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what i want to do is to read the chars from a buffer array

std::vector<char> SmartIO::PeekChar(){
        int newlen= 0;
        while(buffer[ptrSeek] != 0){
            ptrSeek++;
            newlen++;
        }

        std::vector<char> temp(newlen);
        memcpy(temp.data(),&buffer[ptrSeek-newlen],newlen);
        ptrSeek = 0;
        return temp;
}

so temp.data() returns for an e.g methodtest‎‎‎‎««««««««î‏ while the result should be methodtest only! so what is causing this weird chars?

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3  
Obviously, there's no \0 byte after "methodtest". –  Sergio Tulentsev Jan 20 '12 at 9:04
    
unrelated : dont use shared_ptr<char> to point to a new'd array of char it will do the wrong thing on destruction. –  Michael Anderson Jan 20 '12 at 9:06

2 Answers 2

Your buffer / character array is not null-terminated.

You must know the length of the buffer or it have to be null terminated.

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what about now it still the same issue –  MixedCoder Jan 20 '12 at 9:57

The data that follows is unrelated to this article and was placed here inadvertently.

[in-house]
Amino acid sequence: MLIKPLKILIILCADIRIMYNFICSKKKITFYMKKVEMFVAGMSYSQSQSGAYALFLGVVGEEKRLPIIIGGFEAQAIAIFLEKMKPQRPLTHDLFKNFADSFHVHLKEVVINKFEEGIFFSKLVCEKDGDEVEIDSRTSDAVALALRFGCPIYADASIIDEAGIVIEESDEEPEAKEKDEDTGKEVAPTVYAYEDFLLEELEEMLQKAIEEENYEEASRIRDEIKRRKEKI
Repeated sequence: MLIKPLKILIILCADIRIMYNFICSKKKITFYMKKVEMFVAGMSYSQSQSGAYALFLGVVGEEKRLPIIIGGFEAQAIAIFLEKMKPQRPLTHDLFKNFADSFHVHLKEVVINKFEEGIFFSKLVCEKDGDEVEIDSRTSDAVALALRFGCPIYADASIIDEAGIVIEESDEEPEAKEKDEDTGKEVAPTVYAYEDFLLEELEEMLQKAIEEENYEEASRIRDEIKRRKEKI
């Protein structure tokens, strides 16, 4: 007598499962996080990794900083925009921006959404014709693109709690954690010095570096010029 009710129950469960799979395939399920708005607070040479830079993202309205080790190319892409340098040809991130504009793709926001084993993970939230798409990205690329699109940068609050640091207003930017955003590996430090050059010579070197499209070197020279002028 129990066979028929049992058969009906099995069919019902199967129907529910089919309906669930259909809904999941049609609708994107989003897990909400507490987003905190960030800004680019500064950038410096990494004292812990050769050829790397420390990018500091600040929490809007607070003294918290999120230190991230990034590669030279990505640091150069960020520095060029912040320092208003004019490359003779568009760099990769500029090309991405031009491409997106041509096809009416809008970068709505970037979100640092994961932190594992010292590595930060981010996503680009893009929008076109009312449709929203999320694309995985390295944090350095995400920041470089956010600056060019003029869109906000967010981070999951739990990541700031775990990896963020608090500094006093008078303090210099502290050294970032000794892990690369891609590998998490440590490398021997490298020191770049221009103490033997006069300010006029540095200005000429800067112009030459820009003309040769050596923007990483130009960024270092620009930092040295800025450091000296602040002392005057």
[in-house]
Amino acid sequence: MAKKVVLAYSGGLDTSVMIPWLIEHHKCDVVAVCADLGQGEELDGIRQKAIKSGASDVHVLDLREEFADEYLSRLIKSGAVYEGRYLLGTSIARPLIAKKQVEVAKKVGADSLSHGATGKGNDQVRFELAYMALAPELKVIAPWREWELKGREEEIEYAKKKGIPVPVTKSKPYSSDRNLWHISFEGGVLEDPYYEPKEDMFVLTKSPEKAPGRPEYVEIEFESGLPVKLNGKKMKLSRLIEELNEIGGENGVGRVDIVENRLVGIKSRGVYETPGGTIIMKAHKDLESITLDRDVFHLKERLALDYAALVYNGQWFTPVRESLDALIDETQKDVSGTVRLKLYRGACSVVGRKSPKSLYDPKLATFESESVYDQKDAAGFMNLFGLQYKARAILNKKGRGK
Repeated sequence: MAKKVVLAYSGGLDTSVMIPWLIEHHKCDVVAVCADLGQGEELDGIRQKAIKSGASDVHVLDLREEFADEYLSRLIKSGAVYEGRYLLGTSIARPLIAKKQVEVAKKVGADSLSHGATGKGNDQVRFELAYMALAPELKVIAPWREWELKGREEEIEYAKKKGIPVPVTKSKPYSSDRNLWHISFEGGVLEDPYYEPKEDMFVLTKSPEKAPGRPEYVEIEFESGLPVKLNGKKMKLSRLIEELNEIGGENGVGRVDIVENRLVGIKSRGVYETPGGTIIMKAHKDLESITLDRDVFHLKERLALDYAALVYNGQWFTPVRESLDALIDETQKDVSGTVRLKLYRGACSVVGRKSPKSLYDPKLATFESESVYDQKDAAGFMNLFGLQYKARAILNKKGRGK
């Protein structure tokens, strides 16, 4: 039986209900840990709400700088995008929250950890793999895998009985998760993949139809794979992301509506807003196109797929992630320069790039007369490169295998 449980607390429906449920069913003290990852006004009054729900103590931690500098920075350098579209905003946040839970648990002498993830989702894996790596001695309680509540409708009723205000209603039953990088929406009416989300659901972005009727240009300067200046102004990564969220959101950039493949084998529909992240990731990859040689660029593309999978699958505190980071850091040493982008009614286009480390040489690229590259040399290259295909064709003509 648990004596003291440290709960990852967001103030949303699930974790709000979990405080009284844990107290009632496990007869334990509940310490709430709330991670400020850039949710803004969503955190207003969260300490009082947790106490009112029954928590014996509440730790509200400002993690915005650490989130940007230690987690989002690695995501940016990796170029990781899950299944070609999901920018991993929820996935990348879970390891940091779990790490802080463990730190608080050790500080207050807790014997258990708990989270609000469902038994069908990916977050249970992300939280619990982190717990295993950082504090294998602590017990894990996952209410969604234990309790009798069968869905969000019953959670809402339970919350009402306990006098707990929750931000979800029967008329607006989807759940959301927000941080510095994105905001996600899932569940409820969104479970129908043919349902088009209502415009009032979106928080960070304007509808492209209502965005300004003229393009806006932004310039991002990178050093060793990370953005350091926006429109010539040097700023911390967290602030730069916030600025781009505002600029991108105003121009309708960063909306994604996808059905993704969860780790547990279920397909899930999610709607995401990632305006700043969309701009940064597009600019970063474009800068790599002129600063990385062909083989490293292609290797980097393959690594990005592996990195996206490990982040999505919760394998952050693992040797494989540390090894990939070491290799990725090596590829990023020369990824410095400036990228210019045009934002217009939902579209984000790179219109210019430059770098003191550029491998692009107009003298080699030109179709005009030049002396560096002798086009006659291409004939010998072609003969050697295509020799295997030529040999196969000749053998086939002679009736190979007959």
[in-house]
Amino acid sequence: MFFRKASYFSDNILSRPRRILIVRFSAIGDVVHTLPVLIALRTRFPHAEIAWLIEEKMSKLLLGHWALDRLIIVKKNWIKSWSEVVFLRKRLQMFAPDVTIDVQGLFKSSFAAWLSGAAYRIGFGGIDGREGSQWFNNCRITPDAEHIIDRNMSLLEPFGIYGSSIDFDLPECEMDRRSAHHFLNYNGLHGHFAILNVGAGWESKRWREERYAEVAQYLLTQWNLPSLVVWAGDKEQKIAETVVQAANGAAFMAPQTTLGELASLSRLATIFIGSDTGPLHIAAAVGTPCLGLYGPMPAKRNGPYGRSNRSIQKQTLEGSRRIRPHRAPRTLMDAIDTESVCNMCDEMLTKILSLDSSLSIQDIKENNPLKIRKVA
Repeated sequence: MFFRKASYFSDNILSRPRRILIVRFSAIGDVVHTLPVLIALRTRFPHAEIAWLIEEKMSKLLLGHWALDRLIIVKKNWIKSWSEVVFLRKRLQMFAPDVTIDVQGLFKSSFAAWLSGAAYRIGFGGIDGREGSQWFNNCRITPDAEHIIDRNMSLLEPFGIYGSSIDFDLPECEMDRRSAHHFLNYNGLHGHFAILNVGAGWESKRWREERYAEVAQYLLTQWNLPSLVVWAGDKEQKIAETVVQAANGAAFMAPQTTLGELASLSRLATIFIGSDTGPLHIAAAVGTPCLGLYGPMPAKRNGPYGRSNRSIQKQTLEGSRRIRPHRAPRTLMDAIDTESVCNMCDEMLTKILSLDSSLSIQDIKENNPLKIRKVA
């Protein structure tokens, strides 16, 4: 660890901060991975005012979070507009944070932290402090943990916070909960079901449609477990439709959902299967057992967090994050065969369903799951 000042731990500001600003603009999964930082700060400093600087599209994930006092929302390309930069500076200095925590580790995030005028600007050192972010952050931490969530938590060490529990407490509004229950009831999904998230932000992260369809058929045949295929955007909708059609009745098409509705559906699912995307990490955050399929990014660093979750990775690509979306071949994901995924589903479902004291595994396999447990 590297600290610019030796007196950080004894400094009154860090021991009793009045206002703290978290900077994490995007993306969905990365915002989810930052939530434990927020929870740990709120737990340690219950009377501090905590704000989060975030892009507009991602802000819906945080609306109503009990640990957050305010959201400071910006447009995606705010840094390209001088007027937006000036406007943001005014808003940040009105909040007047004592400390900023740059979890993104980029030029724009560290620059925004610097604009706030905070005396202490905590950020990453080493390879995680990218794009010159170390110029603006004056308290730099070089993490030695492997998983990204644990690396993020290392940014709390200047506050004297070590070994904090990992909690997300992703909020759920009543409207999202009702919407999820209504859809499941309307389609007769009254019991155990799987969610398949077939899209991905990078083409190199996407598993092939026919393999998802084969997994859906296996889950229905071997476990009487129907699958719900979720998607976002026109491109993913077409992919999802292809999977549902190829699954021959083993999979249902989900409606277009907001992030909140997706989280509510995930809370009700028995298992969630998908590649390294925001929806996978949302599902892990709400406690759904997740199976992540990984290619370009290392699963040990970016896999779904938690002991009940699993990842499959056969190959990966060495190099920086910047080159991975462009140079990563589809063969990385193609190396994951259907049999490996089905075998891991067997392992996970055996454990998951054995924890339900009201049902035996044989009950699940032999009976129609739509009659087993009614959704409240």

no, what you did makes your "ptrSeek" zero. It didn't change the string, just the index. You need to do: " buffer[ptrSeek] = 0; " to actually change the string. –  Idov Jan 20 '12 at 17:35

Note:

You can't use shared_ptr like that as it will call the wrong delete. It needs to call delete[].

You can adjust that by using a custom deleter or boost::shared_array<char>

Aside from that, to print from a character array it needs a null terminator. You will need to allocate a byte for that too, and you can use strcpy.

I would only use shared_array if you want to copy it around a few times and avoid re-allocations, otherwise I would just use std::vector<char> or std::string (the former if you want a writable array of characters).

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:- if used vector and i tired to say .data() it will give me the same result with ««««««««î –  MixedCoder Jan 20 '12 at 9:52
    
if you allocate the space for the null terminator with vector<char> by sizing it (not reserve) it will automatically put the 0 in there for you. vector doesn't have a member function called data() by the way, you use &v[0] to read it as a (const) char* –  CashCow Jan 21 '12 at 19:15

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